Measuring water levels using a shallow piezometer. Photos courtesy of Bill Simmonds and Don Rosenberry, USGS.
The response of SGD to the large tidal range observed in Hood Canal: Puget Sound, Washington can be studied by applying our suite of geophysical and geochemical techniques. This site, where tides can be in excess of 3 meters and there is notable SGD, provides an ideal opportunity to study SGD rates as a function of tidally driven water level fluctuations.
Submarine groundwater discharge (SGD) has been shown to be important in water and chemical budgets of our coastal systems. The impact of SGD to a particular coastal water body depends on a variety of forcing functions that are both marine and terrestrial. For example:
An electromagnetic (EM) seepage meter can assess seepage by measuring flow through an electromagnetic coil. It can continuously record the data.
Current methods will include our existing suite of geochemical and geophysical techniques that include:
The logging device for an electromagnetic (EM) seepage meter.
The task will produce both technical reports published by the USGS and external peer-reviewed journals that communicate observations and interpretations of task research. In addition task members will present results at formal scientific meetings and make informal presentations at internal meetings, meetings with collaborators and at Universities. Basic data and observations will be available on this Webpage in the near future.
A Geochemical and Geophysical Examination of Submarine Groundwater Discharge and Associated Nutrient Loading Estimates into Lynch Cove, Hood Canal, WA (532 KB PDF)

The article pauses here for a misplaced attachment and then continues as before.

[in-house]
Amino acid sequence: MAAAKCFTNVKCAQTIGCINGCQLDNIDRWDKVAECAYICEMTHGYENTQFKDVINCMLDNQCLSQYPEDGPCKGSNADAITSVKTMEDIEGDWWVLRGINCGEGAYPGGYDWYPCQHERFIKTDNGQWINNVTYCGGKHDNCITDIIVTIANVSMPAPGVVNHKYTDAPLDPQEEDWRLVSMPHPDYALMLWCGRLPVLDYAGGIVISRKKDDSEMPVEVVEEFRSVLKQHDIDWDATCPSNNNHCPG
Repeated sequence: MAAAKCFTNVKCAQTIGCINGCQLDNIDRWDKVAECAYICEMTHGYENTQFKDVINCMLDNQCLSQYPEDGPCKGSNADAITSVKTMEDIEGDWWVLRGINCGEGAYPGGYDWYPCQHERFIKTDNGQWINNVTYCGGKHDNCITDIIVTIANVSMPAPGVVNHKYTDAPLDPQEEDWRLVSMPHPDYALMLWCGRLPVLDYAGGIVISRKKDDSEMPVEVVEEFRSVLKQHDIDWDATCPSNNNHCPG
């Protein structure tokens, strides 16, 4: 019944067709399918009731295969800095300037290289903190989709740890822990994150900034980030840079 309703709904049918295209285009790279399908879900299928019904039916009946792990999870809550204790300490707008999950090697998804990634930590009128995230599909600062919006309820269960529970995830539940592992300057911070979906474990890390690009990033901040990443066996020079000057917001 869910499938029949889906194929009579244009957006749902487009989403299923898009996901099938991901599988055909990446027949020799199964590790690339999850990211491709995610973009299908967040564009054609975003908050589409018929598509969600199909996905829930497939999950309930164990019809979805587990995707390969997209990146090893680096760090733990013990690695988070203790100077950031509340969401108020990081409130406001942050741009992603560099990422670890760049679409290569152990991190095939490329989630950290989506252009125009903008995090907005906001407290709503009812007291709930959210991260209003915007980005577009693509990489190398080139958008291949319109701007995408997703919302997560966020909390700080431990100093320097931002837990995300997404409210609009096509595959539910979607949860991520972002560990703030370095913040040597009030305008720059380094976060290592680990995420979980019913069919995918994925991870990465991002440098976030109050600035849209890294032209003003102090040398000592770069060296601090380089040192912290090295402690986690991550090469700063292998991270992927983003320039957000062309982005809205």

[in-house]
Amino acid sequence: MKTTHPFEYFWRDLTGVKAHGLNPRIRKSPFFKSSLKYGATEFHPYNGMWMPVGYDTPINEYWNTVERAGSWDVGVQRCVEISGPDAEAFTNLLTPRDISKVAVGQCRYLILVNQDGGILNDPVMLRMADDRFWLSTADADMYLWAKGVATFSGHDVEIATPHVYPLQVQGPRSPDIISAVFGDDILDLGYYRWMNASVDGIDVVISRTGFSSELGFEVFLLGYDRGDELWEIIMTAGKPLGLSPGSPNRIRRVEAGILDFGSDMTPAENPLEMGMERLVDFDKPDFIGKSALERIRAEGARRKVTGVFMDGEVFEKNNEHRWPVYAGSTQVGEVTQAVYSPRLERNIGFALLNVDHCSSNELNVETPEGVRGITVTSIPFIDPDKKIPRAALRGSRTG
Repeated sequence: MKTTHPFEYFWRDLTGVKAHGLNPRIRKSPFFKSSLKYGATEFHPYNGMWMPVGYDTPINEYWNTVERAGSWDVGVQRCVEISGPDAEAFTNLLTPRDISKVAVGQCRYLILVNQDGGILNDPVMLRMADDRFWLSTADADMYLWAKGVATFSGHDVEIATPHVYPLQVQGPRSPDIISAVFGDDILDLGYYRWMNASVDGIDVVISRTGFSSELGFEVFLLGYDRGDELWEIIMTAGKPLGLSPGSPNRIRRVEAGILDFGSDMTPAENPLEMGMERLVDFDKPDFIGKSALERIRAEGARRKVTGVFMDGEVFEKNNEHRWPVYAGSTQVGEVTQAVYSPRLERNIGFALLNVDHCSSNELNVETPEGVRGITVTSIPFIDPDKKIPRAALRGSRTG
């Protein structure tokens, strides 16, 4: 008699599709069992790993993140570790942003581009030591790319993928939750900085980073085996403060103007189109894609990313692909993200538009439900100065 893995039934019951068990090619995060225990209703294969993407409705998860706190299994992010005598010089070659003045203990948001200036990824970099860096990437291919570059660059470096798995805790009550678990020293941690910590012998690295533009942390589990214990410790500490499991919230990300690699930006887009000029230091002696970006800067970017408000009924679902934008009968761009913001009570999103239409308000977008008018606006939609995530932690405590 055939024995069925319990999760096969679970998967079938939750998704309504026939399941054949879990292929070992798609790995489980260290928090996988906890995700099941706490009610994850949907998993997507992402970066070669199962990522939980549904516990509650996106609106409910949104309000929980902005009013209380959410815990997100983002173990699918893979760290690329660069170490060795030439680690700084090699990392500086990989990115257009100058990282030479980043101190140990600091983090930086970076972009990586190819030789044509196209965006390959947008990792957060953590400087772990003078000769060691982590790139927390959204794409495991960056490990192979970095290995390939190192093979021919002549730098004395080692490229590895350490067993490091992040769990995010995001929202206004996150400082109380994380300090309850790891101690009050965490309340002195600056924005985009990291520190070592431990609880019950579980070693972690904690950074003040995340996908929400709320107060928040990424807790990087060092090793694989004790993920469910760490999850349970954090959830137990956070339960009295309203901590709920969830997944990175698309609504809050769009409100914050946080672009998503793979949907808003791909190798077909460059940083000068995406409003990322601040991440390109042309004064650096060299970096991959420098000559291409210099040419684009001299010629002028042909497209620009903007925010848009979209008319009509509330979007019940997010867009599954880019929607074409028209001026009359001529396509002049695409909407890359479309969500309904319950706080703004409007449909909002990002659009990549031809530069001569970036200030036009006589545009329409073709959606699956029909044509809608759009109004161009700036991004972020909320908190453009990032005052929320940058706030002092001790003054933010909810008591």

Geochemical tracer data (for example, 222Rn and four naturally occurring Ra isotopes), electromagnetic (EM) seepage meter results, and high-resolution, stationary electrical resistivity images are used to examine the bi-directional (for example, submarine groundwater discharge and recharge) exchange of a coastal aquifer with sea water. Our study site for these experiments was Lynch Cove, the terminus of Hood Canal, WA, where fjord-like conditions dramatically limit water column circulation that can lead to recurring summertime hypoxic events. In such a system a precise nutrient budget may be particularly sensitive to groundwater-derived nutrient loading. Shore-perpendicular time-series subsurface resistivity profiles show clear, decimeter-scale tidal modulation of the coastal aquifer in response to large, regional hydraulic gradients, hydrologically-transmissive glacial terrain, and large (4-5 m) tidal amplitudes. A 5-day 222Rn time-series shows a strong inverse covariance between 222Rn concentrations (5 - 30 dpm L-1) and water level fluctuations, and provides compelling evidence for tidally-modulated exchange of groundwater across the sediment / water interface in this system. Mean Rn-derived submarine groundwater discharge (SGD) rates of 85±84 cm d-1 agree closely in the timing and magnitude with EM seepage meter results that showed discharge (up to 80 cm d-1) during low tide and recharge during the high tide events. To evaluate the importance of fresh versus saline SGD, Rn-derived SGD rates (as a proxy of total SGD) are compared to excess 226Ra-derived SGD rates (as a proxy for the saline contribution of SGD). The calculated SGD rates are used to estimate associated nutrient (NH4, Si, PO4 -3, NO3+NO2, TDN) loads to Lynch Cove. The dissolved inorganic nitrogen (DIN = NH4+NO2+NO3) SGD loading estimate of 5.9 x 104 mol d-1 is one to two orders of magnitude larger than similar estimates derived from atmospheric deposition and surface water runoff, respectively.